There are [presently] 28 EU Member States that must implement and administer the various EC and EU Directives. Choosing an Approval Authority in any one of these Member States allows free movement of the vehicle, component/STU within the EU.
There are presently 52 Member States that are signatory to the 1958 Agreement, which is the UNECE treaty governing Type Approval. All 28 EU Member States are signatories and an approval granted by any of the 52 Approval Authorities will be accepted by the other 51. The most notable countries that are not signatory to the 1958 Agreement are the United States of America, and China, who operate their own systems.
Technical Services are either departments within the Approval Authority that handle Type Approval for a given subject or delegated third parties (often Test Houses) that handle the technical aspects of the Type Approval on behalf of the Approval Authority. Due to the cost of establishing and maintaining EMC Test Facilities for vehicle and component/STU testing, and the specialized nature of the subject, Approval Authorities usually appoint Technical Services for EMC.
COMPLETING THE INFORMATION DOCUMENT (ANNEX 2A/2B)
Before agreeing to worst-casing with the Technical Service, the manufacturer, which in this context means the approval holder, must complete an information document. In the case of a vehicle this is Annex 2A of UNECE R10.05, and in the case of a component or STU Annex 2B.
The information document contains details of the subject of the approval, lists of variants, drawings, circuits, PC board layouts and electrical information. This document is appended to the approval certificate and forms a part of the Type Approval.
Every product produced under the Type Approval must exactly match what is contained within this document. Any deviation invalidates the Type Approval and could lead to punitive measures from the Approval Authority. The blog on Conformity of Production covers this subject in a little more detail, and the final blog in this series on Post-Approval covers the process of extending the Type Approval to cover changes in production.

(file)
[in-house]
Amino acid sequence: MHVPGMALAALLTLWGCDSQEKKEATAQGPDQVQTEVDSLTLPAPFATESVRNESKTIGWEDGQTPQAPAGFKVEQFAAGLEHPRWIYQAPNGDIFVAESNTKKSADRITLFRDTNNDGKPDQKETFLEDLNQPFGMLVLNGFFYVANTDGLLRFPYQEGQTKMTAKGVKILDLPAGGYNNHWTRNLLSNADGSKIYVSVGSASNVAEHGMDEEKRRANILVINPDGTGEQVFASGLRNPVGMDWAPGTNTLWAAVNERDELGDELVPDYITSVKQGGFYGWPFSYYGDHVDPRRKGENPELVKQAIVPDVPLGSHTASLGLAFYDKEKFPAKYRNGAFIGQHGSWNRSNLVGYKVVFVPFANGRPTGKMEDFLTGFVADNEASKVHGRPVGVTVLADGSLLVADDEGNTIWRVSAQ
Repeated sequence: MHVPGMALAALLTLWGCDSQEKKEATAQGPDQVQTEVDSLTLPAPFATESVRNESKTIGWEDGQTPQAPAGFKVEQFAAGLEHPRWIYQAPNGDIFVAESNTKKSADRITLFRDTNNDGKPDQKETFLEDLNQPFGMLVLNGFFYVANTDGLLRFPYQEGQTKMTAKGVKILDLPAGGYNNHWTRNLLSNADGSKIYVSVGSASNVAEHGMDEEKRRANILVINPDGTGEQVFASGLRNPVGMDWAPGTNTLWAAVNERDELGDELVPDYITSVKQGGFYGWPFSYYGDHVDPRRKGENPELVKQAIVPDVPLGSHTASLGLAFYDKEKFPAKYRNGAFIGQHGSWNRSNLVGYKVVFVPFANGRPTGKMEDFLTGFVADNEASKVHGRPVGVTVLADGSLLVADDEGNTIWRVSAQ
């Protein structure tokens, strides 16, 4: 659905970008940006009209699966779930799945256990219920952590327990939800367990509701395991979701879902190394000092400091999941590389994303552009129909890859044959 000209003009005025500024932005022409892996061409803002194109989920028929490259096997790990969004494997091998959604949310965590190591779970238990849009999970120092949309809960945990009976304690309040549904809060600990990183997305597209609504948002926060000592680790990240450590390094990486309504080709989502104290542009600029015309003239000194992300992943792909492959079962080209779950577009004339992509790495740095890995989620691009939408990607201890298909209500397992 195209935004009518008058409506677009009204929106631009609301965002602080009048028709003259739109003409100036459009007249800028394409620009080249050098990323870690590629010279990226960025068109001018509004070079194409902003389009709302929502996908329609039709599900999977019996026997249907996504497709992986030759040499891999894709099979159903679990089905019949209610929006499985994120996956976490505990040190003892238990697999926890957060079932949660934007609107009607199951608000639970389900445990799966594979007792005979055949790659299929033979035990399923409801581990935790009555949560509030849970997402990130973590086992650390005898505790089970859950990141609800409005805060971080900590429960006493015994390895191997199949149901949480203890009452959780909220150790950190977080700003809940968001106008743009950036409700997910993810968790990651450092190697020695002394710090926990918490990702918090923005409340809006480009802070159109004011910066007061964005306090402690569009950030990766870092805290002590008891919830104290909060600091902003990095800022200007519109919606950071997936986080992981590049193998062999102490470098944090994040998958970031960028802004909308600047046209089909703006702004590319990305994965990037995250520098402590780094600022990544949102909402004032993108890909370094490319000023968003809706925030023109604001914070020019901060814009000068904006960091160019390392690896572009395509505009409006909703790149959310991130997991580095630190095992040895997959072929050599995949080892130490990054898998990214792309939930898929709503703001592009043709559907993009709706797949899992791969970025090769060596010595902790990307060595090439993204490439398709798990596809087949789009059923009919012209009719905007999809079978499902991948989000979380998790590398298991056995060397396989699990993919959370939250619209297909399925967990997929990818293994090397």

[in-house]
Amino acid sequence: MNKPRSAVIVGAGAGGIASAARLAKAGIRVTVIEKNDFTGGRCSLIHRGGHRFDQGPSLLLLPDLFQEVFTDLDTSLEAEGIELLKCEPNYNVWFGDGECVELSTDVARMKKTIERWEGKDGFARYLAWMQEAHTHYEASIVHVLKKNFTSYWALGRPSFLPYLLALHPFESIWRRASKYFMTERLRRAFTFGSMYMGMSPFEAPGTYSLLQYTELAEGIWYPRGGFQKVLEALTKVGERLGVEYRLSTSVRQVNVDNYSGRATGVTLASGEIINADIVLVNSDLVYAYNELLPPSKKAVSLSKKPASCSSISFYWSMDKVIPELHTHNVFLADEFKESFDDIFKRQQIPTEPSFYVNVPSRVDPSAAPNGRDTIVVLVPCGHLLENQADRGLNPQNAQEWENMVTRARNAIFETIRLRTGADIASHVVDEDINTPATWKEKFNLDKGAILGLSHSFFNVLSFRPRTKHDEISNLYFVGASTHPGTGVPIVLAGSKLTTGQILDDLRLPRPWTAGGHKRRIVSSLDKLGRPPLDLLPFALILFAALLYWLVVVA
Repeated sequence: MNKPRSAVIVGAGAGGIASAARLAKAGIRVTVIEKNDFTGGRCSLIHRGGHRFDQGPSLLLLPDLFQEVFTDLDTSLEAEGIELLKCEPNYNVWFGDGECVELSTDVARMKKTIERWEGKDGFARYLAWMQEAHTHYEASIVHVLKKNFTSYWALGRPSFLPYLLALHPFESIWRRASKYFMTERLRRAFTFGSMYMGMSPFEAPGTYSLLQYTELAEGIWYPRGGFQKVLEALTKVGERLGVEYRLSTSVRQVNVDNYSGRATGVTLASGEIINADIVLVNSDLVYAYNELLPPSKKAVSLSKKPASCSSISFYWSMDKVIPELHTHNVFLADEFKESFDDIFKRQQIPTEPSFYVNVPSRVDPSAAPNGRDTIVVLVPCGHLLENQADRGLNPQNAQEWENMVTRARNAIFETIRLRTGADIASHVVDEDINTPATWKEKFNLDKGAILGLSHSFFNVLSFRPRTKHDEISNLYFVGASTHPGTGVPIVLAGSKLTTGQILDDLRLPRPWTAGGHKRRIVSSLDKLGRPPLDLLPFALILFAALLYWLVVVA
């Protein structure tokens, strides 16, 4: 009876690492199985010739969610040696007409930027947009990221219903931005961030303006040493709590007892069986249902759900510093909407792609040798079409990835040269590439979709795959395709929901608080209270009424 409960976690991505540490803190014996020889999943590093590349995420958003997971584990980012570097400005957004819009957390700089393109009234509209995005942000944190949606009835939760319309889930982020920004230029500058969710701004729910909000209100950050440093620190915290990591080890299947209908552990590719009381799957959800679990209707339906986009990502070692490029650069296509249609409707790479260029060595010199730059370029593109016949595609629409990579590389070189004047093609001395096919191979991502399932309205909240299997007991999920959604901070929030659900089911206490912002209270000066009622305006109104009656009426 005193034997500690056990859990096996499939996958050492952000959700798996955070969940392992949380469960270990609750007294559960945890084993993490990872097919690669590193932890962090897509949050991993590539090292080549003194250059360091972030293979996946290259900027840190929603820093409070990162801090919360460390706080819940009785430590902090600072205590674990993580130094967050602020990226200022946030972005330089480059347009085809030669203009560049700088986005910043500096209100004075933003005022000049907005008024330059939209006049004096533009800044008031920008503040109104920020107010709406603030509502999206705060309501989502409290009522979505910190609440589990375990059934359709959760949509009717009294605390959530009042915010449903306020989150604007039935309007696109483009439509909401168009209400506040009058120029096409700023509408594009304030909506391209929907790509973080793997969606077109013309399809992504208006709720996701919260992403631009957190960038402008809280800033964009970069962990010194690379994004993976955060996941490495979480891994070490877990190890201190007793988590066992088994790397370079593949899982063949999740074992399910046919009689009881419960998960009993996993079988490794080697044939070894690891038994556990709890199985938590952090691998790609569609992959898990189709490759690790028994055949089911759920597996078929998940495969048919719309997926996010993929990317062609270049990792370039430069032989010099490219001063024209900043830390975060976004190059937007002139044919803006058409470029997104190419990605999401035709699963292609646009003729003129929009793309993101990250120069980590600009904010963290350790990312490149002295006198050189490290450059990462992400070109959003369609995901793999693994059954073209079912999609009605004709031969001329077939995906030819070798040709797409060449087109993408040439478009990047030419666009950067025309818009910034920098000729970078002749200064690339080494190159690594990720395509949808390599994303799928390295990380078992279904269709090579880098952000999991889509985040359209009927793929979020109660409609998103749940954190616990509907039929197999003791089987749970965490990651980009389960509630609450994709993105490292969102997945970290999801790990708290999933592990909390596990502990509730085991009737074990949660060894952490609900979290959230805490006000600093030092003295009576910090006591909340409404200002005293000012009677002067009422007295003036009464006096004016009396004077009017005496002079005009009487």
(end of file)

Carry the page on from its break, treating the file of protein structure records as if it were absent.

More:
APPLYING FOR TYPE APPROVAL
Once testing has been completed successfully, the Technical Service makes an application to the Approval Authority. The submission is reviewed by the Approval Authority and, assuming there are no problems, issues a Type Approval Certificate with a unique number.
Section 5 of R10.05 sets out the format of the E mark to be applied to the component/STU and examples are provided in Annex 1. Briefly, this comprises the letter ‘E’ followed by the number of the Approval Authority issuing the approval (e.g. E1 = Germany, E4 = The Netherlands, E11 = United Kingdom, E13 = Luxembourg, E14 = Switzerland, E22 = Russian Federation, E24 = Ireland, E62 = Egypt) enclosed within a circle followed by ’10R’ the revision number of the regulation applied, in this case ’05’ and then the approval number. A schematic can be found in the white paper link at the end of this blog post.
The next blog in this series covers the subject of Conformity of Production (CoP) and explains why this is a critical part of the approval process.
UNECE Regulation 10, Revision 5 (9 October 2014): https://www.unece.org/fileadmin/DAM/trans/main/wp29/wp29regs/2015/R010r5e.pdf
UNECE Regulation 10, Revision 5, Amendment 1 (8 October 2016): https://www.unece.org/fileadmin/DAM/trans/main/wp29/wp29regs/2016/R010r5am1e.pdf
E/ECE/TRANS/505/Rev.3 (The 1958 Agreement, Revision 3 (14 September 2017))
2007/46/EC, European Community Whole Vehicle Type Approval Directive (Consolidated version including all amendments to 2017/1347/EU)
2013/167/EU, Agricultural and Forestry Vehicles
2013/168/EU, Two or Three Wheeled Vehicles and Quadricycles